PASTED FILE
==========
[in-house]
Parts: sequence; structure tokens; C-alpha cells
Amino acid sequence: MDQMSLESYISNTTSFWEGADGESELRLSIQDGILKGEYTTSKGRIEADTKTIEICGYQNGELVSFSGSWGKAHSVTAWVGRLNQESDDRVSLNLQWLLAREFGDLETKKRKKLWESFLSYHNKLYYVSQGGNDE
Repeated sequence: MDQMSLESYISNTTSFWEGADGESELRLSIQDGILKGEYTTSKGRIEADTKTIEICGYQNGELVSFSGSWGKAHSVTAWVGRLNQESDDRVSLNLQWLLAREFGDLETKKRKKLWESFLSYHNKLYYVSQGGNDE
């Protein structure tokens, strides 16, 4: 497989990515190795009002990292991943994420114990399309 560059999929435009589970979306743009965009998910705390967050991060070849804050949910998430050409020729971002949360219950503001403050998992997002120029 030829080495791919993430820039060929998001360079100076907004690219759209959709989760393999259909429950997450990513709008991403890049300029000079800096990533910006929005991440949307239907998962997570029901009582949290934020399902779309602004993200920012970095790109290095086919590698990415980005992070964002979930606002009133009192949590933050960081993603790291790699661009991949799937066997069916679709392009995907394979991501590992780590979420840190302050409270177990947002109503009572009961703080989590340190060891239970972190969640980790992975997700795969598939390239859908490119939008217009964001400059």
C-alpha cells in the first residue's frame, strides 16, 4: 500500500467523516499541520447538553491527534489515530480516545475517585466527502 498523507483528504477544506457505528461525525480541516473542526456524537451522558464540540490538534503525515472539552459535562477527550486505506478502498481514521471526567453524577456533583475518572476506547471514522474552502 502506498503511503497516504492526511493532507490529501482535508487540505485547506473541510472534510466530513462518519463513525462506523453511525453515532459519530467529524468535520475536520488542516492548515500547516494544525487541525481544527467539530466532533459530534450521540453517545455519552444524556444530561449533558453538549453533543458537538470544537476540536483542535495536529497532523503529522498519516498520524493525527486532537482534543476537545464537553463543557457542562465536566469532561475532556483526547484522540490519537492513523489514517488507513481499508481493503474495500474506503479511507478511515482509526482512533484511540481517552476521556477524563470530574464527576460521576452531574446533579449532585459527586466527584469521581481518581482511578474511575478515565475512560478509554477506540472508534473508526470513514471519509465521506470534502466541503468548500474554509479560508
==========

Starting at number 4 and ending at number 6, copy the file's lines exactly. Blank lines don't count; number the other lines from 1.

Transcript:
Repeated sequence: MDQMSLESYISNTTSFWEGADGESELRLSIQDGILKGEYTTSKGRIEADTKTIEICGYQNGELVSFSGSWGKAHSVTAWVGRLNQESDDRVSLNLQWLLAREFGDLETKKRKKLWESFLSYHNKLYYVSQGGNDE
């Protein structure tokens, strides 16, 4: 497989990515190795009002990292991943994420114990399309 560059999929435009589970979306743009965009998910705390967050991060070849804050949910998430050409020729971002949360219950503001403050998992997002120029 030829080495791919993430820039060929998001360079100076907004690219759209959709989760393999259909429950997450990513709008991403890049300029000079800096990533910006929005991440949307239907998962997570029901009582949290934020399902779309602004993200920012970095790109290095086919590698990415980005992070964002979930606002009133009192949590933050960081993603790291790699661009991949799937066997069916679709392009995907394979991501590992780590979420840190302050409270177990947002109503009572009961703080989590340190060891239970972190969640980790992975997700795969598939390239859908490119939008217009964001400059």
C-alpha cells in the first residue's frame, strides 16, 4: 500500500467523516499541520447538553491527534489515530480516545475517585466527502 498523507483528504477544506457505528461525525480541516473542526456524537451522558464540540490538534503525515472539552459535562477527550486505506478502498481514521471526567453524577456533583475518572476506547471514522474552502 502506498503511503497516504492526511493532507490529501482535508487540505485547506473541510472534510466530513462518519463513525462506523453511525453515532459519530467529524468535520475536520488542516492548515500547516494544525487541525481544527467539530466532533459530534450521540453517545455519552444524556444530561449533558453538549453533543458537538470544537476540536483542535495536529497532523503529522498519516498520524493525527486532537482534543476537545464537553463543557457542562465536566469532561475532556483526547484522540490519537492513523489514517488507513481499508481493503474495500474506503479511507478511515482509526482512533484511540481517552476521556477524563470530574464527576460521576452531574446533579449532585459527586466527584469521581481518581482511578474511575478515565475512560478509554477506540472508534473508526470513514471519509465521506470534502466541503468548500474554509479560508